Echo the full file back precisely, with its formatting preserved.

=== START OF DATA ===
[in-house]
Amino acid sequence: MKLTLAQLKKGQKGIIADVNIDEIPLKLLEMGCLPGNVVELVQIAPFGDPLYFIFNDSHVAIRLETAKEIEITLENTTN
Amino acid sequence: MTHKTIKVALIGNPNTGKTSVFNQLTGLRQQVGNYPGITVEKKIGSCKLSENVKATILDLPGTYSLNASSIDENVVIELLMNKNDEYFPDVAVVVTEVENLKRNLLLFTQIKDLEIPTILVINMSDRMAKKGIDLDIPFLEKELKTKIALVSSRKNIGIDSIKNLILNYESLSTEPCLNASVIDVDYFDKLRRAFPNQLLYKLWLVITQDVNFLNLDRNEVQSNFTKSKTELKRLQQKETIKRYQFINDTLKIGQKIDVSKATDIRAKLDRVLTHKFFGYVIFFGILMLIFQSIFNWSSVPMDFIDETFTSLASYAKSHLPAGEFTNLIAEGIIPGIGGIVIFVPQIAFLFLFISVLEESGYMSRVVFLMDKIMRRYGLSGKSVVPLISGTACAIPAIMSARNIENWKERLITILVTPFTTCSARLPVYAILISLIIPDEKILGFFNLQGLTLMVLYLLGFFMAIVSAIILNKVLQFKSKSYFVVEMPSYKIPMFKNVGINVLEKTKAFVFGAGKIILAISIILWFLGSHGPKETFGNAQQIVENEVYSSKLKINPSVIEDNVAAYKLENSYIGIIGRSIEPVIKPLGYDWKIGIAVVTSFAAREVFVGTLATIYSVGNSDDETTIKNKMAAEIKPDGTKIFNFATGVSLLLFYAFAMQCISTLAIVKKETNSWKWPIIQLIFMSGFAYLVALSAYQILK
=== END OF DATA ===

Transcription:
[in-house]
Amino acid sequence: MKLTLAQLKKGQKGIIADVNIDEIPLKLLEMGCLPGNVVELVQIAPFGDPLYFIFNDSHVAIRLETAKEIEITLENTTN
Amino acid sequence: MTHKTIKVALIGNPNTGKTSVFNQLTGLRQQVGNYPGITVEKKIGSCKLSENVKATILDLPGTYSLNASSIDENVVIELLMNKNDEYFPDVAVVVTEVENLKRNLLLFTQIKDLEIPTILVINMSDRMAKKGIDLDIPFLEKELKTKIALVSSRKNIGIDSIKNLILNYESLSTEPCLNASVIDVDYFDKLRRAFPNQLLYKLWLVITQDVNFLNLDRNEVQSNFTKSKTELKRLQQKETIKRYQFINDTLKIGQKIDVSKATDIRAKLDRVLTHKFFGYVIFFGILMLIFQSIFNWSSVPMDFIDETFTSLASYAKSHLPAGEFTNLIAEGIIPGIGGIVIFVPQIAFLFLFISVLEESGYMSRVVFLMDKIMRRYGLSGKSVVPLISGTACAIPAIMSARNIENWKERLITILVTPFTTCSARLPVYAILISLIIPDEKILGFFNLQGLTLMVLYLLGFFMAIVSAIILNKVLQFKSKSYFVVEMPSYKIPMFKNVGINVLEKTKAFVFGAGKIILAISIILWFLGSHGPKETFGNAQQIVENEVYSSKLKINPSVIEDNVAAYKLENSYIGIIGRSIEPVIKPLGYDWKIGIAVVTSFAAREVFVGTLATIYSVGNSDDETTIKNKMAAEIKPDGTKIFNFATGVSLLLFYAFAMQCISTLAIVKKETNSWKWPIIQLIFMSGFAYLVALSAYQILK